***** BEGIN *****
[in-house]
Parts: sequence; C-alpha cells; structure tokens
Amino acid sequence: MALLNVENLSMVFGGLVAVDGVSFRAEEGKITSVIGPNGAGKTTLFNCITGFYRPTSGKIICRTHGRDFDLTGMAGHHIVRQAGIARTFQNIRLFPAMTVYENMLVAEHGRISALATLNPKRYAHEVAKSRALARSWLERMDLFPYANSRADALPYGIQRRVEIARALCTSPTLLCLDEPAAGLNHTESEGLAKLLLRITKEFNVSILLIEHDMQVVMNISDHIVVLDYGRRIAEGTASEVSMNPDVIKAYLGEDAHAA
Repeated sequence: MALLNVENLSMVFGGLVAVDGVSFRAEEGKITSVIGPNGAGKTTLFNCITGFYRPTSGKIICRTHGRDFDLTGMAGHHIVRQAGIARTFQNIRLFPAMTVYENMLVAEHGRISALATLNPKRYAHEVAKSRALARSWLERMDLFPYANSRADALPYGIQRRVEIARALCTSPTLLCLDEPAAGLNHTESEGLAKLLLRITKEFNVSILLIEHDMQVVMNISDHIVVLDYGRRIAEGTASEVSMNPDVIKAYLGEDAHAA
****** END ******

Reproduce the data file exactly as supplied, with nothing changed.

[in-house]
Parts: sequence; C-alpha cells; structure tokens
Amino acid sequence: MALLNVENLSMVFGGLVAVDGVSFRAEEGKITSVIGPNGAGKTTLFNCITGFYRPTSGKIICRTHGRDFDLTGMAGHHIVRQAGIARTFQNIRLFPAMTVYENMLVAEHGRISALATLNPKRYAHEVAKSRALARSWLERMDLFPYANSRADALPYGIQRRVEIARALCTSPTLLCLDEPAAGLNHTESEGLAKLLLRITKEFNVSILLIEHDMQVVMNISDHIVVLDYGRRIAEGTASEVSMNPDVIKAYLGEDAHAA
Repeated sequence: MALLNVENLSMVFGGLVAVDGVSFRAEEGKITSVIGPNGAGKTTLFNCITGFYRPTSGKIICRTHGRDFDLTGMAGHHIVRQAGIARTFQNIRLFPAMTVYENMLVAEHGRISALATLNPKRYAHEVAKSRALARSWLERMDLFPYANSRADALPYGIQRRVEIARALCTSPTLLCLDEPAAGLNHTESEGLAKLLLRITKEFNVSILLIEHDMQVVMNISDHIVVLDYGRRIAEGTASEVSMNPDVIKAYLGEDAHAA